Hepatitis B Vaccine: What you need to know.
Hepatitis B is a serious disease that affects the liver. It is caused by the hepatitis B virus (H.B.V.). H.B.V. can cause:
Acute (short-term) illness. This can lead to:
• loss of appetite
• diarrhea and vomiting
• jaundice (yellow skin or eyes)
• pain in muscles, joints, and stomach
Acute illness is more common among adults. Children who become infected usually do not have acute illness.
Chronic (long-term) infection. Some people go on to develop chronic H.B.V. infection. This can be very serious, and often leads to:
• liver damage (cirrhosis)
• liver cancer
Chronic infection is more common among infants and children than among adults. People who are infected can spread H.B.V. to others, even if they don’t appear sick.
• In 2005, about 51,000 people became infected with hepatitis B.
• About 1.25 million people in the United States have chronic H.B.V. infection.
• Each year about 3,000 to 5,000 people die from cirrhosis or liver cancer caused by H.B.V..
Hepatitis B virus is spread through contact with the blood or other body fluids of an infected person. A person can become infected by:
- contact with a mother’s blood and body fluids at the time of birth;
- contact with blood and body fluids through breaks in the skin such as bites, cuts, or sores;
- contact with objects that could have blood or body fluids on them such as toothbrushes or razors;
- having unprotected sex with an infected person;
- sharing needles when injecting drugs;
- being stuck with a used needle on the job.
Hepatitis B vaccine can prevent hepatitis B, and the serious consequences of H.B.V. infection, including liver cancer and cirrhosis.
Routine hepatitis B vaccination of U.S. children began in 1991. Since then, the reported incidence of acute hepatitis B among children and adolescents has dropped by more than 95% – and by 75% in all age groups.
Hepatitis B vaccine is made from a part of the hepatitis B virus. It cannot cause H.B.V. infection.
Hepatitis B vaccine is usually given as a series of 3 or 4 shots. This vaccine series gives long-term protection from H.B.V. infection, possibly lifelong.
Children and Adolescents
• All children should get their first dose of hepatitis B vaccine at birth and should have completed the vaccine series by 6 through 18 months of age.
• Children and adolescents through 18 years of age who did not get the vaccine when they were younger should also be vaccinated.
• All unvaccinated adults at risk for H.B.V. infection should be vaccinated. This includes:
- sex partners of people infected with H.B.V.,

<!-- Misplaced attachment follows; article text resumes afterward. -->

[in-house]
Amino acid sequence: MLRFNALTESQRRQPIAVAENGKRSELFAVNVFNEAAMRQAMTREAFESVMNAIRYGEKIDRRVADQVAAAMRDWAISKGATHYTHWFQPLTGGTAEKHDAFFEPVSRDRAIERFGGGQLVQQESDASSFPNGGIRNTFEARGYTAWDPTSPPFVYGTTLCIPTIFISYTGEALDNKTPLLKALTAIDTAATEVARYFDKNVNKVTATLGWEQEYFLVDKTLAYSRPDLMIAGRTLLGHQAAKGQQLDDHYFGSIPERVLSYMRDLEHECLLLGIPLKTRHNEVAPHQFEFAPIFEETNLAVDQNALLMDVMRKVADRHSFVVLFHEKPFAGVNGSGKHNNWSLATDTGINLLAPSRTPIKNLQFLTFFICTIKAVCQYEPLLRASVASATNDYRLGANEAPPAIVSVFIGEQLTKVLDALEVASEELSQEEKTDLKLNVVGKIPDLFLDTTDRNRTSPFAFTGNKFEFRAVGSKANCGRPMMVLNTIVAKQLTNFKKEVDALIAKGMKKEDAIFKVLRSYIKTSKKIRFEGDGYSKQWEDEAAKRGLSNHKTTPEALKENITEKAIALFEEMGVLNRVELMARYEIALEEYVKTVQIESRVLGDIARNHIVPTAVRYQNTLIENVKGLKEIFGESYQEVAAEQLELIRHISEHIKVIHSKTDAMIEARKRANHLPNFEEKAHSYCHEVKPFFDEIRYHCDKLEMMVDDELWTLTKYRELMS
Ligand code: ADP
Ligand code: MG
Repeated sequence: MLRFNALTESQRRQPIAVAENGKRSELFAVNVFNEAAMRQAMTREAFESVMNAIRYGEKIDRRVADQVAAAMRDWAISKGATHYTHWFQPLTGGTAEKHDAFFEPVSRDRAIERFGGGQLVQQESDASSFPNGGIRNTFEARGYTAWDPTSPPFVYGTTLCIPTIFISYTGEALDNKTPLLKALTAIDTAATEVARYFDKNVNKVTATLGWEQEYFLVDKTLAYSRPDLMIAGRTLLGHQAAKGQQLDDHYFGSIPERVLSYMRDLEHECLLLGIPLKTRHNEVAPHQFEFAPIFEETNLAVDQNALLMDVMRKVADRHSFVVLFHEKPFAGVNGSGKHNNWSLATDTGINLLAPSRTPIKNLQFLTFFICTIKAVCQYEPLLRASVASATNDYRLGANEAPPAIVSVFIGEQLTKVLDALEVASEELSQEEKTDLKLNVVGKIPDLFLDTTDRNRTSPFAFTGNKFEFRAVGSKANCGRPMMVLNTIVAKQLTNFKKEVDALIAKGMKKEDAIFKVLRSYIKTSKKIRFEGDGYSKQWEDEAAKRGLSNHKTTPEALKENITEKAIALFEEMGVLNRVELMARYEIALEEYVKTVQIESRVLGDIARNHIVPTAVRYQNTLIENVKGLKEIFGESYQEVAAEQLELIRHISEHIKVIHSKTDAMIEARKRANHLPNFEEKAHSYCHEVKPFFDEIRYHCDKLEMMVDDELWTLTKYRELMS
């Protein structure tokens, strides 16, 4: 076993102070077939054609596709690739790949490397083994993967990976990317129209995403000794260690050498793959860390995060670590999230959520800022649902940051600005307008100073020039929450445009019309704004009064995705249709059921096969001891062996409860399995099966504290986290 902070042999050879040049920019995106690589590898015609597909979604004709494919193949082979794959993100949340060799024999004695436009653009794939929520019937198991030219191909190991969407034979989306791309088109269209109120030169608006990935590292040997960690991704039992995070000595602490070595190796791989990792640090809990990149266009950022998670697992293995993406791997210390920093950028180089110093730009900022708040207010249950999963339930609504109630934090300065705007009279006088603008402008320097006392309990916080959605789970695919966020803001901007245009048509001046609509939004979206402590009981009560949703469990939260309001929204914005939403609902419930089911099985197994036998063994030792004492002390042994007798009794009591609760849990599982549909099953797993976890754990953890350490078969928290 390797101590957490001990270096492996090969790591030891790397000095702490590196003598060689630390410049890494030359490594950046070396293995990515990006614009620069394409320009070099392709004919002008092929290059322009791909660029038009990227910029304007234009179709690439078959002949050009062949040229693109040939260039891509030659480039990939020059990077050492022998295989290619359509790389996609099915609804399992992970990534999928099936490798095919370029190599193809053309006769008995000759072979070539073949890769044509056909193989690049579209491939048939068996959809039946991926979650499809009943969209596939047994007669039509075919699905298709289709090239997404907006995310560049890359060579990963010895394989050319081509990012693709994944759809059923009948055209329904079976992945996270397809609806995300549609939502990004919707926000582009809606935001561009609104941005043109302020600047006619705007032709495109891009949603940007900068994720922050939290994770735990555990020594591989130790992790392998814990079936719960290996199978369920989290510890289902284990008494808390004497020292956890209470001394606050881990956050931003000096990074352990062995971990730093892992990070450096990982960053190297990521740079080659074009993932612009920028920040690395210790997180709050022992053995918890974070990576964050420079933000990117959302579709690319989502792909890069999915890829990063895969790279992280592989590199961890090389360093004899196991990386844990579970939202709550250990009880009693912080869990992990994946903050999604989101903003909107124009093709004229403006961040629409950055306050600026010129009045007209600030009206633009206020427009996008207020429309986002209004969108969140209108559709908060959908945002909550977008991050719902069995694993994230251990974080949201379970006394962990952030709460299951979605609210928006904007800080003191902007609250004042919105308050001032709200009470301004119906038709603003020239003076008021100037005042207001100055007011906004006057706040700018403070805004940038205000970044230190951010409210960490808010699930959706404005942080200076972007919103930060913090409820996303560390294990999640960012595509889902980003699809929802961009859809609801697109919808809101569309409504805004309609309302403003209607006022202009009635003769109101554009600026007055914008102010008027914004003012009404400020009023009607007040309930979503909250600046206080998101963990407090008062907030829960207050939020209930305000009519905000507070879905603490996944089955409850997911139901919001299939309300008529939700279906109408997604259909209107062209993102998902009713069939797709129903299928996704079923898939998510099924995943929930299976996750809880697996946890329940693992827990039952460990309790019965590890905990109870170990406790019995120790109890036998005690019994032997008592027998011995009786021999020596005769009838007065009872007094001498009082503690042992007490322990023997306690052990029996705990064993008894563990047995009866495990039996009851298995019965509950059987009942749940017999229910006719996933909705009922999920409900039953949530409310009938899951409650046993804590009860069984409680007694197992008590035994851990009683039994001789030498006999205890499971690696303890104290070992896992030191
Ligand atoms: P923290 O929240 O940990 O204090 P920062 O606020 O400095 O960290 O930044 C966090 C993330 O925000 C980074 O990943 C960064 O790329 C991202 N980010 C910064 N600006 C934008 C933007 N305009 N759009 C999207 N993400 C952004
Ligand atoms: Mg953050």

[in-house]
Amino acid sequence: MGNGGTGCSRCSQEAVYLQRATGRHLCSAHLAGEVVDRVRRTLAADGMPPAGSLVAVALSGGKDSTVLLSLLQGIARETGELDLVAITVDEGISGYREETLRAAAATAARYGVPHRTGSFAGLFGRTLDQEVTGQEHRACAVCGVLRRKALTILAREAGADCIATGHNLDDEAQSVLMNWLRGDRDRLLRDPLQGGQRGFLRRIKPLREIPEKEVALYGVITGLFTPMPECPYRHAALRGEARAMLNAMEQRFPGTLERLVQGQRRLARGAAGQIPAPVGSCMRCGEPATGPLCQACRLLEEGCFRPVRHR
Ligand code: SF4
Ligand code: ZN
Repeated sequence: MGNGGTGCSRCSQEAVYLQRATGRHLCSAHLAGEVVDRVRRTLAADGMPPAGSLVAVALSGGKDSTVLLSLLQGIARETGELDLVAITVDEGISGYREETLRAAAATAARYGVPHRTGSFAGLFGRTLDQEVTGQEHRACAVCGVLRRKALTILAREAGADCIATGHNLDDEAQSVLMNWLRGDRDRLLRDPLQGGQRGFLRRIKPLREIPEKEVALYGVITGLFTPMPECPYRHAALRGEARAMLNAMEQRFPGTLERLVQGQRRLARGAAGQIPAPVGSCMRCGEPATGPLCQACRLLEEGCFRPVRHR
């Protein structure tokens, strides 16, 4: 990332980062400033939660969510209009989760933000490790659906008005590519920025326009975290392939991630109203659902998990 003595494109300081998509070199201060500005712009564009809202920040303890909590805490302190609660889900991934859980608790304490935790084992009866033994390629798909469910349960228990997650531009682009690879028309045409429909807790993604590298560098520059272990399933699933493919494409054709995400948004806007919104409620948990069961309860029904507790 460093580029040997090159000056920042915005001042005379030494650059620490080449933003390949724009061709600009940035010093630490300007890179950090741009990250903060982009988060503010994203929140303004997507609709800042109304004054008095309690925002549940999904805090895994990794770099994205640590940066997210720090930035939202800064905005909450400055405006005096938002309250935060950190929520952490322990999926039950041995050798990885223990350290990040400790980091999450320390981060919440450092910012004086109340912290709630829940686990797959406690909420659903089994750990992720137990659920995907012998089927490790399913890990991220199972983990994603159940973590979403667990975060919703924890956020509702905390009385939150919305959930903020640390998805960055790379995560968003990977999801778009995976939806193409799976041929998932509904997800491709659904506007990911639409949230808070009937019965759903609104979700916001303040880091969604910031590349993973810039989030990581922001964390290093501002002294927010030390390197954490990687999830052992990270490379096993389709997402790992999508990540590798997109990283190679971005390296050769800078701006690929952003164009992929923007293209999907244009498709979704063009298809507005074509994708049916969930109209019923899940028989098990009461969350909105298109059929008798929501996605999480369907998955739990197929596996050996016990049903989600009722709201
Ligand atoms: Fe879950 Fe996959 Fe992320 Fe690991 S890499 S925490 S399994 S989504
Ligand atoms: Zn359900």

- men who have sex with men,
- people who inject street drugs,
- people with more than one sex partner,
- people with chronic liver or kidney disease,
- people with jobs that expose them to human blood,
- household contacts of people infected with H.B.V.,
- residents and staff in institutions for the developmentally disabled,
- kidney dialysis patients,
- people who travel to countries where hepatitis B is common,
- people with H.I.V. infection.
• Anyone else who wants to be protected from H.B.V. infection may be vaccinated.
• Anyone with a life-threatening allergy to baker’s yeast, or to any other component of the vaccine, should not get hepatitis B vaccine. Tell your provider if you have any severe allergies.
• Anyone who has had a life-threatening allergic reaction to a previous dose of hepatitis B vaccine should not get another dose.
• Anyone who is moderately or severely ill when a dose of vaccine is scheduled should probably wait until they recover before getting the vaccine.
Pregnant women who need protection from H.B.V. infection may be vaccinated.
Hepatitis B is a very safe vaccine. Most people do not have any problems with it.
The following mild problems have been reported:
• Soreness where the shot was given (up to about 1 person in 4).
•Temperature of 99.9 degrees Fahrenheit or higher (up to about 1 person in 15).
Severe problems are extremely rare. Severe allergic reactions are believed to occur about once in 1.1 million doses.
A vaccine, like any medicine, could cause a serious reaction. But the risk of a vaccine causing serious harm, or death, is extremely small. More than 100 million people have gotten hepatitis B vaccine in the United States.
What should I look for?
• Any unusual condition, such as a high fever or behavior changes. Signs of a serious allergic reaction can include difficulty breathing, hoarseness or wheezing, hives,
paleness, weakness, a fast heart beat or dizziness